In wake of Tejada injury, MLB examining rules on slides
BOCA RATON, Fla. (AP) After watching Mets shortstop Ruben Tejada carried off the field with a broken leg during the playoffs when the Dodgers' Chase Utley upended him, Major League Baseball is examining whether to adopt a rule eliminating slides not directly at bases on force plays.
The discussion comes two years after MLB banned home-plate collisions. Central baseball officials spoke with teams and the rules committee met at this week's annual gathering of general managers. There will be more talk at next month's winter meetings and consultation with the players' association.
''We don't want to have guys carried off the field,'' Joe Torre, MLB's chief baseball officer, said Wednesday. ''Obviously, you can't lose sight of what the game is about. You don't want somebody just not trying to get to second base and not trying to keep the inning going. It's a thin line that you have to walk, and that's why it's really tough to put pen to paper.''
In Game 2 of an NL Division Series, New York led 2-1 with one out in the seventh inning and runners at the corners. Los Angeles' Howie Kendrick hit a grounder up the middle and second baseman Daniel Murphy flipped to Tejada, who took the throw awkwardly for an apparent force as Utley slid past the bag. Utley slammed into Tejada, whose back was turned. Tejada flipped over as the tying run scored from third. Tejada fractured his right fibula, Utley was ruled safe on video review and the Dodgers scored four runs in the inning en route to a 5-2 victory.
Torre later suspended Utley for two games, ruling the slide illegal, discipline the players' association has appealed.
Pittsburgh's Jung Ho Kang broke his left leg and tore a knee ligament on a takeout slide in September by the Chicago Cubs' Chris Coghlan, an injury projected to sideline the shortstop for six-to-eight months.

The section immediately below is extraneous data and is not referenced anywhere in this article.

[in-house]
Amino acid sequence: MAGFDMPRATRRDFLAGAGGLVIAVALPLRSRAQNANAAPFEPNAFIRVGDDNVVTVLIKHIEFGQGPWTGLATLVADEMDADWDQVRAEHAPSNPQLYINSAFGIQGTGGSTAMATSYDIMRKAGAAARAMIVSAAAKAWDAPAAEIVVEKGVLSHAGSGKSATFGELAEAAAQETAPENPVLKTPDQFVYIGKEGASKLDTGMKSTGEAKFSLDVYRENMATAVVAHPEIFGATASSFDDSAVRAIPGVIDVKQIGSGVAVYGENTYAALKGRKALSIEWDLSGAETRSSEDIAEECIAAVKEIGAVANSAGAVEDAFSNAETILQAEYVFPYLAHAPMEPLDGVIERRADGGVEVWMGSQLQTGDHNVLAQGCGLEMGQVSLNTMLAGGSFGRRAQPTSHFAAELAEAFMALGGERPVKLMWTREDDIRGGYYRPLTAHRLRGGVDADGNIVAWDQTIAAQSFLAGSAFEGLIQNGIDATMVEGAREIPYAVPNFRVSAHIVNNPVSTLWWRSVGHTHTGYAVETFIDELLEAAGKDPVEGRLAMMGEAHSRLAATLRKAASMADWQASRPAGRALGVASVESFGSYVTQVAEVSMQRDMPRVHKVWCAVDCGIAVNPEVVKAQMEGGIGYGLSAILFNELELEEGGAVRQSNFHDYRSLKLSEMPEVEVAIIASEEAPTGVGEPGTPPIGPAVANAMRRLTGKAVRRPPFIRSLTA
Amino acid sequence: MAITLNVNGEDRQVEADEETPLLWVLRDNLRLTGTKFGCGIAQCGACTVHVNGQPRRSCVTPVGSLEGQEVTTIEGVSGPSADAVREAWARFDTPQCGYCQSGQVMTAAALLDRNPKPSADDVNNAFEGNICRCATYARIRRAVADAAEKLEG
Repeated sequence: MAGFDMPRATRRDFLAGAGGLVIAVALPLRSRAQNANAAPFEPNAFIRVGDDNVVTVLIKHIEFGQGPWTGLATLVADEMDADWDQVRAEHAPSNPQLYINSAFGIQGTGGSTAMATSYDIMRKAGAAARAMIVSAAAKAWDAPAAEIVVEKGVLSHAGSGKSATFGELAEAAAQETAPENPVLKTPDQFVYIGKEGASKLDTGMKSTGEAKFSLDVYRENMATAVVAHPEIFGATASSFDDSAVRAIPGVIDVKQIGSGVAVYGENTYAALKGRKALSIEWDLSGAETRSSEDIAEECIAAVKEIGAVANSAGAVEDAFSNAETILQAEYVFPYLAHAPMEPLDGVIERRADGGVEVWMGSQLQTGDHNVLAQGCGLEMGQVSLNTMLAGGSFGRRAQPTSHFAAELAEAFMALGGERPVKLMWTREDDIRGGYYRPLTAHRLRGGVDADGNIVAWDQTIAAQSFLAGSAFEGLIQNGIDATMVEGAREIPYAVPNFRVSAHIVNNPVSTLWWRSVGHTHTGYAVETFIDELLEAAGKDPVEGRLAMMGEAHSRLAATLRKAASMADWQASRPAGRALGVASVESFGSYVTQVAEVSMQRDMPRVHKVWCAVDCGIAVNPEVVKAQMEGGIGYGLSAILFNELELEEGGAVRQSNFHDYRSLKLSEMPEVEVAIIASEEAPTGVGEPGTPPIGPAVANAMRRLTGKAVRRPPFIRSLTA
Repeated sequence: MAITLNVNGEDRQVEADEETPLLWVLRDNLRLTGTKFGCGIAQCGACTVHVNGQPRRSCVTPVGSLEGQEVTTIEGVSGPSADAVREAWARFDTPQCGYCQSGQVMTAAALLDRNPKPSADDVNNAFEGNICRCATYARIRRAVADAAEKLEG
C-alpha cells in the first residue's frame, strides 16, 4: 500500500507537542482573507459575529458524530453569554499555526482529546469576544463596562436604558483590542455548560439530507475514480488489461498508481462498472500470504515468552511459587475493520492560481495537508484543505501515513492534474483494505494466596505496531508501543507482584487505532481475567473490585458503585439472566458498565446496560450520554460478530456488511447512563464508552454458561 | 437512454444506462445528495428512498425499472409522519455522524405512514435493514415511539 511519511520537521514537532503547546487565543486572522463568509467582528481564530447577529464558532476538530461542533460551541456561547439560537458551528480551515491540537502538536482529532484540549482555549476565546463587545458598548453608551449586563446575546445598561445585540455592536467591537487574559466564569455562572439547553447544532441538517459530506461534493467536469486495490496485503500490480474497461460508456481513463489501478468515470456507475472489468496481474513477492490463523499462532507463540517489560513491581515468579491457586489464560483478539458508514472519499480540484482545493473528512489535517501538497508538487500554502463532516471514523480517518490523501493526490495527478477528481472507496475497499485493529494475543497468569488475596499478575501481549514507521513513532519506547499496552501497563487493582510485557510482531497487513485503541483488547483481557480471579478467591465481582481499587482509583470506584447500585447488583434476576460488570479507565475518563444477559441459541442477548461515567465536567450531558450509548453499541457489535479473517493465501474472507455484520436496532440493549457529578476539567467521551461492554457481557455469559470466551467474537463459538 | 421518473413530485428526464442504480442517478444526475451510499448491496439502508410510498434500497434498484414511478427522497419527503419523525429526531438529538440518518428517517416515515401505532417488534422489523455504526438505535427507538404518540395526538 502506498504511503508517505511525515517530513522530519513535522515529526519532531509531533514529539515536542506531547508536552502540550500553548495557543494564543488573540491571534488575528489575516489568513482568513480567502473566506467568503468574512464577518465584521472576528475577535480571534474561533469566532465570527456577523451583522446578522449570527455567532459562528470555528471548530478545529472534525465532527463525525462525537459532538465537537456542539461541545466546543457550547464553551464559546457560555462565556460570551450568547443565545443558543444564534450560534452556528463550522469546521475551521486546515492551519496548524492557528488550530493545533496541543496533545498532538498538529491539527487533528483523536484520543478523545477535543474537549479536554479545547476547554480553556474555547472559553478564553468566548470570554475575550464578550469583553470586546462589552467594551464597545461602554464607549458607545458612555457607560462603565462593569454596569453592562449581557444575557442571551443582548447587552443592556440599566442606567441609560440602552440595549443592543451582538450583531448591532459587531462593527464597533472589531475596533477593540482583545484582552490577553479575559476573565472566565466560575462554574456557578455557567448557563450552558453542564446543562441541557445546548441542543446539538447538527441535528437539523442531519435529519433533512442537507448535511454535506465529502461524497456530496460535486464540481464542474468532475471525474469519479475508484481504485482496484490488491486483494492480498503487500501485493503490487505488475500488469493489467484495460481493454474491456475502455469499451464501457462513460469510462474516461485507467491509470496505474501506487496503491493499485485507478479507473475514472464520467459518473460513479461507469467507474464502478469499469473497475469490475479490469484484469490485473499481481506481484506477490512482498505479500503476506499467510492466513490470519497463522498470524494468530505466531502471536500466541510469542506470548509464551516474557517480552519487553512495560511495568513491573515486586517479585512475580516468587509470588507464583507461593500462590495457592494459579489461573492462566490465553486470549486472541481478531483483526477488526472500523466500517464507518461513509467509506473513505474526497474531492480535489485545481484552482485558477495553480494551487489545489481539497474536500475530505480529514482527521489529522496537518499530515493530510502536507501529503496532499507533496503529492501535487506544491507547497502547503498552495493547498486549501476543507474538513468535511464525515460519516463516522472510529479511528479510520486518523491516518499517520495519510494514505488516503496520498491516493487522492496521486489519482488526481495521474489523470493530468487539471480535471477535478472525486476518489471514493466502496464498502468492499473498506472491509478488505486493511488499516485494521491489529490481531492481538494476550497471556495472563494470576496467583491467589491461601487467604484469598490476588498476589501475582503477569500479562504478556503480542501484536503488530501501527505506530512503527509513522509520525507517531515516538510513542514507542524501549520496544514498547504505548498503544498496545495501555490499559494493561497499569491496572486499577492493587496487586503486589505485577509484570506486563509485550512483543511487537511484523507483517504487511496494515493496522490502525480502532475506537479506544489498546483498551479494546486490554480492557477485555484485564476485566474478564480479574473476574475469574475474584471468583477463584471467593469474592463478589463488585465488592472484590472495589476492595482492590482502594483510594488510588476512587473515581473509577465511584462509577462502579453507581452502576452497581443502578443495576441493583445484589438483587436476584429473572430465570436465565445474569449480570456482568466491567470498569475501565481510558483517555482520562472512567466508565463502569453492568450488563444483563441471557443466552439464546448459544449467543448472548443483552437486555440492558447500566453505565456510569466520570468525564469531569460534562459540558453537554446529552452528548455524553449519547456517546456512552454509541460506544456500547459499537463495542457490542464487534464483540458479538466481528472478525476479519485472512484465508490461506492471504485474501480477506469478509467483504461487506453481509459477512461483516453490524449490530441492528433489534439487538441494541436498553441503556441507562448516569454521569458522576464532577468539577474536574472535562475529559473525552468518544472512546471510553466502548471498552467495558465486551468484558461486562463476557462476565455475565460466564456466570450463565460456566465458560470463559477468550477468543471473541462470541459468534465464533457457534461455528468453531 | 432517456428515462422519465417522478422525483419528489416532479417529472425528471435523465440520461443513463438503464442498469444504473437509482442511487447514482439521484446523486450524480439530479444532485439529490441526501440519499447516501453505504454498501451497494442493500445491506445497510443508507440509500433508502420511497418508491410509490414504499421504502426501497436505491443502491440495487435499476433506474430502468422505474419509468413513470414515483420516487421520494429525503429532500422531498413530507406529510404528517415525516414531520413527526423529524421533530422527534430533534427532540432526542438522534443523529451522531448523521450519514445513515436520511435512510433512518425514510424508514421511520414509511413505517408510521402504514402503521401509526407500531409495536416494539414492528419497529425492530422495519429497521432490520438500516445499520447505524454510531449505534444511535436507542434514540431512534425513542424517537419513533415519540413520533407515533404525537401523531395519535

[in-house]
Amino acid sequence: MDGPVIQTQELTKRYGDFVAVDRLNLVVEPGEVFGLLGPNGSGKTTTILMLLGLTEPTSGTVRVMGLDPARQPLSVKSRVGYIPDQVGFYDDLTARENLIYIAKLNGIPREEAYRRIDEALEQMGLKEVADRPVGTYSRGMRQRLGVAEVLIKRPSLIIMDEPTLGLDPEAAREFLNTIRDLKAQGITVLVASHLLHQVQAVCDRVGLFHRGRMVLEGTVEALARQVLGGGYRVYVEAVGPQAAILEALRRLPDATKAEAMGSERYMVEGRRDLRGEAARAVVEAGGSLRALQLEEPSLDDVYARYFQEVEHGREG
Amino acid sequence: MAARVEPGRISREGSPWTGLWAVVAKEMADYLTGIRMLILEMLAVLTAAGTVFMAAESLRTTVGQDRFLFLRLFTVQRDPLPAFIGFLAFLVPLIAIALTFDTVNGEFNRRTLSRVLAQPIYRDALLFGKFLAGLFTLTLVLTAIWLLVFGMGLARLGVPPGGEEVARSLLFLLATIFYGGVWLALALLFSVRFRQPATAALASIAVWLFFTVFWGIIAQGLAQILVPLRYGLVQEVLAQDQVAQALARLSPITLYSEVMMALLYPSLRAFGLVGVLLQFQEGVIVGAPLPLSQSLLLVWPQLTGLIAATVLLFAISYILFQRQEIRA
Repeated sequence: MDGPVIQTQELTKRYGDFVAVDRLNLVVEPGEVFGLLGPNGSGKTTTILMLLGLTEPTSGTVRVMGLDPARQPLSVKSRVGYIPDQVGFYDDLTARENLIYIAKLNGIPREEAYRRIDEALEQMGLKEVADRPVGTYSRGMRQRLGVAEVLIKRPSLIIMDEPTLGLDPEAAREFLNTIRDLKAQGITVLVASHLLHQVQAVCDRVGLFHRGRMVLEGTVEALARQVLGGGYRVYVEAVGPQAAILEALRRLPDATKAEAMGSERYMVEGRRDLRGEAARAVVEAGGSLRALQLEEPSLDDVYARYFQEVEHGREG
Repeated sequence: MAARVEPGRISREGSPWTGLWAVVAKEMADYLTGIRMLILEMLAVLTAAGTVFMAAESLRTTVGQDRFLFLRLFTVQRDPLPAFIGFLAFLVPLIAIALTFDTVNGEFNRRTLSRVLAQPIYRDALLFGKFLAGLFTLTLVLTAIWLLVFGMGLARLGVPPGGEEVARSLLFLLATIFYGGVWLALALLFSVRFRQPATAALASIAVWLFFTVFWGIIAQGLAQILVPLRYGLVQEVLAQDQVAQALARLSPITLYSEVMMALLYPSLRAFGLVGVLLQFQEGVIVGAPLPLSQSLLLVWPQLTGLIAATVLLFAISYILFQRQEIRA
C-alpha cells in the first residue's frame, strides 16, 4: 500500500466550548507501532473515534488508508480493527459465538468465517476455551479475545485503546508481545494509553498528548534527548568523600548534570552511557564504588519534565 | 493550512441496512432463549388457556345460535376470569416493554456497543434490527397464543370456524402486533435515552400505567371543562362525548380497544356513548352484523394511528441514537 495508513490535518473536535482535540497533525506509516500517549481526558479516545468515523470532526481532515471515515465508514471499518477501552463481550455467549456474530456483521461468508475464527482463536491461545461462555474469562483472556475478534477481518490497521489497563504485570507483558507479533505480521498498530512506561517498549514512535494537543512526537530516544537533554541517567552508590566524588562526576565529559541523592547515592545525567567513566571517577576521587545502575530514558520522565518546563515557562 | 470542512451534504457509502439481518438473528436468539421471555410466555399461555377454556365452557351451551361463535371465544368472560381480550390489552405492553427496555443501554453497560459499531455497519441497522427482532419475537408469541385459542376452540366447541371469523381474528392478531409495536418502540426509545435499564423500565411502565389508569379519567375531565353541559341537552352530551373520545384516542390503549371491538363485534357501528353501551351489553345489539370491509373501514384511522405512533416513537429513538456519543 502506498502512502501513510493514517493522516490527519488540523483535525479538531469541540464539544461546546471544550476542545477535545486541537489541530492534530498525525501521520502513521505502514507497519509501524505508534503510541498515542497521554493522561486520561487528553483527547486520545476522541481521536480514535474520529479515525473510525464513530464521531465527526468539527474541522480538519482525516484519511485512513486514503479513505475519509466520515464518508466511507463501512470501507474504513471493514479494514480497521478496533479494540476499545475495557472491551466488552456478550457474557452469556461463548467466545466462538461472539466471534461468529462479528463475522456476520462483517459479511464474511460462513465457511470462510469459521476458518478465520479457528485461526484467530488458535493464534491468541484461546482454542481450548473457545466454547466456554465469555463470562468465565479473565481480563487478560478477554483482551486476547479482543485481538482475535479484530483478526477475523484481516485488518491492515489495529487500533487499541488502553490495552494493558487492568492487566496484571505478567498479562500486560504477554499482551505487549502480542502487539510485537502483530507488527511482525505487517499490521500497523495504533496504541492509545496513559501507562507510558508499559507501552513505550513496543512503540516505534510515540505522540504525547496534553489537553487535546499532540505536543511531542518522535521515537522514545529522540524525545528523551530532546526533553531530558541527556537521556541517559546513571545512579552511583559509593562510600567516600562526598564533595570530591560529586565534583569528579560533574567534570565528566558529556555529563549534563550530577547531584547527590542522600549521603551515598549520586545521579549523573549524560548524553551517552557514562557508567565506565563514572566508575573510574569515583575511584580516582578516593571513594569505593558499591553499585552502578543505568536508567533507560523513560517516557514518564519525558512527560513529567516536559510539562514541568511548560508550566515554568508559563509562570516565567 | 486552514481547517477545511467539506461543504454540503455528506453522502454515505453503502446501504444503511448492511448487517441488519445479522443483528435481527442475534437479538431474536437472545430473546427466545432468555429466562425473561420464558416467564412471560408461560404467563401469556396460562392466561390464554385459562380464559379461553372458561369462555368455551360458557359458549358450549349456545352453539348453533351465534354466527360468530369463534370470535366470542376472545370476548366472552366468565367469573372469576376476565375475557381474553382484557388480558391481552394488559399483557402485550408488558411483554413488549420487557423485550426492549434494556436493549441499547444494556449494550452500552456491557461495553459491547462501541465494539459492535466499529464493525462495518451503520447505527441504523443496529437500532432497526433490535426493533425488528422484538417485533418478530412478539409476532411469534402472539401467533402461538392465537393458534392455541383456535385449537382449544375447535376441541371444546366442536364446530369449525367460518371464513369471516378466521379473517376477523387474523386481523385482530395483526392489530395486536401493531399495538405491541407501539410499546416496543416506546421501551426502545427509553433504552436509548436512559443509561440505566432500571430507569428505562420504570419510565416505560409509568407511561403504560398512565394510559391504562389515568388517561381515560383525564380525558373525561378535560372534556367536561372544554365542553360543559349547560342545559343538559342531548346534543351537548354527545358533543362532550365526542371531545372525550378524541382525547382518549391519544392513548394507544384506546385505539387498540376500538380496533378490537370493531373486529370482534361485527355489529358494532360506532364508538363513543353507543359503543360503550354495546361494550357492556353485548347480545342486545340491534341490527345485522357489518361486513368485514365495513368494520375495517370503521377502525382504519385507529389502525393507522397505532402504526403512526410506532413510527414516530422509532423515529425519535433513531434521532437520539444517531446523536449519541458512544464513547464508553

''We had a specific example of something that happened recently, but every team has similar experiences,'' Mets assistant general manager John Ricco said. ''I think the industry is concerned with keeping our players healthy and on the field, so I don't think we're unique in that respect. We just want to find a way to have a play at second base be fair and at the same time be able to protect our players.''
MLB banned plate collisions ahead of the 2014 season following intense debate that began in May 2011, when the Marlins' Scott Cousins crashed into Buster Posey. San Francisco's All-Star catcher sustained a broken bone in his lower left leg and three torn ligaments in his ankle, an injury that ended his season.
''I didn't think there could be anything that you could do when Posey went down a few years ago,'' Torre said. ''You sort of felt forced partly because when I was working in the office I'd get letters from parents whose kids were playing in the minor leagues who got carried off the field.'' Torre said additional pressure came from former catcher and current St. Louis manager Mike Matheny, who talked ''about losing 18 months of his life, where you can't recall.''
MLB said the number of days catchers were unavailable to play due to contact at home plate dropped 62 percent from 2011-13 to 2014-15.
The current rule covering slides into second base says it is ''deliberate, unwarranted, unsportsmanlike action by the runner in leaving the baseline for the obvious purpose of crashing the pivot man on a double play, rather than trying to reach the base.''
A new rule would be more restrictive, with the goal of emulating the results of the home plate change.
''It makes sense to extend it to second base and give the fielder the protection that they deserve when they're trying to make a play,'' said Dan Duquette, the Baltimore Orioles' executive vice president of baseball operations.
He suggested MLB adopt the rule used in amateur and college baseball, which also is being tested in this year's Arizona Fall League. NCAA baseball rules state on a force play ''a runner must slide on the ground before the base and in a direct line between the two bases.''
This week's discussions were a beginning.
''We don't move that quickly,'' Ricco said. ''We're pretty methodical, maybe some people would say too methodical when it comes to making changes. So this meeting was really just trying to take the group that deals with it on a day-on-day basis from a front-office standpoint and get as many thoughts and opinions and views as they can, and then it will go up the food chain and see where it goes from there.''
Also at the meetings:
– With more runners called out on slides when they pop up off a base as fielders keep tags on them in the hope of winning a video review, Torre said MLB plans to review the issue.
– MLB Chief Legal Officer Dan Halem said the sport hopes to play regular-season games in Europe within five years and return to Mexico for the first time since 1999.
– Halem said it is not likely each team's regular-season schedule will be shortened from 162 games to 154.
– The Yankees acquired switch-hitting outfielder Aaron Hicks from Minnesota for catcher John Ryan Murphy and traded infielder Jose Pirela to San Diego for minor league pitcher Ronald Herrera.